The Korea Herald

ssg
피터빈트

Korea to ease 20-character limit on driver's licenses

By Son Ji-hyoung

Published : June 7, 2023 - 18:16

    • Link copied

A nightscape of Seoul (123rf) A nightscape of Seoul (123rf)

South Korea is envisioning a plan to scrap the limit of 20 English characters on driver's licenses, the government said Wednesday.

The character limit -- imposed on driver's licenses and disability certificates -- has often discouraged holders from having their full name displayed. The eased rule will accommodate names with up to 37 characters on the identification cards and certificates, according to the Ministry of Interior and Safety.

Under current rules here, foreigners who earned a license outside South Korea must exchange their foreign driver's license for a Korean one to drive here.

The country has already adopted a 37-character limit for the issuance of foreigner registration cards and passports.

The streamlined rule will also be applied to the Korean language character limit for Koreans, including naturalized citizens.

All forms of government-issued certificates will be able to show up to 18 Hangeul characters. Currently, up to 10 Hangeul characters are displayed on the teenager certificate, driver's license and disability certificate. Passports only accommodate eight Hangeul characters.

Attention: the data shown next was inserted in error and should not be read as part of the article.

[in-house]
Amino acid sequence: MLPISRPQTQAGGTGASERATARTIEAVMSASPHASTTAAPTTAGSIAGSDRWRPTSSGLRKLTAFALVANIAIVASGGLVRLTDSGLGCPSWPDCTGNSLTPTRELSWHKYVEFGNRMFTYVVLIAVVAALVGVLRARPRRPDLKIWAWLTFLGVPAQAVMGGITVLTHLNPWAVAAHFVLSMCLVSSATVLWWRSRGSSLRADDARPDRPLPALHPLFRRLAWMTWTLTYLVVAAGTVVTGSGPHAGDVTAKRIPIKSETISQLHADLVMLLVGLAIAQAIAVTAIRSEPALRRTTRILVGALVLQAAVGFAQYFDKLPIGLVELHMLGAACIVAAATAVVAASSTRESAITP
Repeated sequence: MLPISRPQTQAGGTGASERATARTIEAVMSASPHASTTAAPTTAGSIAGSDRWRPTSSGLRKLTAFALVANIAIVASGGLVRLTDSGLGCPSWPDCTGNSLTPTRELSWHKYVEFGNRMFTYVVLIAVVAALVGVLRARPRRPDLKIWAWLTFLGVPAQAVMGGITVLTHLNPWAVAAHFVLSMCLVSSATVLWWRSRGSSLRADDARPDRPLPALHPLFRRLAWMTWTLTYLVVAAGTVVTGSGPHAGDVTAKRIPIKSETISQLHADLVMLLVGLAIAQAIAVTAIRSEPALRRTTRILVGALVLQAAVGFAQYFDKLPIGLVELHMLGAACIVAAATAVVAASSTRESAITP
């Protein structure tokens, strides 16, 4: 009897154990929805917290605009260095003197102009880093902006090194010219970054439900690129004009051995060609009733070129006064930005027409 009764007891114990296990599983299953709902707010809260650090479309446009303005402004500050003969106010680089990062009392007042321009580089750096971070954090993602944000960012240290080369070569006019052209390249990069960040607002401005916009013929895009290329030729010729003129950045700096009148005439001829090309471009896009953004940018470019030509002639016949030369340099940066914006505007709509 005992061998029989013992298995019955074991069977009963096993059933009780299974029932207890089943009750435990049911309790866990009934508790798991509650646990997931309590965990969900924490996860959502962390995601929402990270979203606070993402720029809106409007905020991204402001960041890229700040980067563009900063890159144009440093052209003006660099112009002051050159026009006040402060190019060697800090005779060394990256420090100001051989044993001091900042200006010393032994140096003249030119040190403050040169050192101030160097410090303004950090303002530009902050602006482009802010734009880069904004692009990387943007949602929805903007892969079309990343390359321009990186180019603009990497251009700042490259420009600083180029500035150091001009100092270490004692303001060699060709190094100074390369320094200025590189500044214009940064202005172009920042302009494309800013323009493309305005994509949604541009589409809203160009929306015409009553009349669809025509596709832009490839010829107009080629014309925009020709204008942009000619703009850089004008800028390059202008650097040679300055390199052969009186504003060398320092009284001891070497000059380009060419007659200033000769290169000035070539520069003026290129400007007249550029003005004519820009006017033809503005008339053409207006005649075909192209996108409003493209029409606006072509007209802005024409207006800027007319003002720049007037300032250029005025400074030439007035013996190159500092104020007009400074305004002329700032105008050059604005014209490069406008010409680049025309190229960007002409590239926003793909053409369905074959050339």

The Ministry of Interior and Safety said in a statement the pangovernmental effort is aimed at boosting the convenience of citizens and expats alike in Korea, and at the same time enhancing the efficiency of Korea's public services. It cited an unidentified naturalized citizen whose name is pronounced in 13 Hangeul characters, hampering that person from using a driver's license -- which only showed the first 10 characters -- as an identification card for public services.

It added that all forms of seven Korean certificates will be required to be "regularly" renewed, while the size of the color photos for all types of certificates will be a uniform size of 3.5 by 4.5 centimeters.

The ministry is looking to collect public opinions over the upcoming changes during the three weeks of pre-announcement of administration, starting Thursday.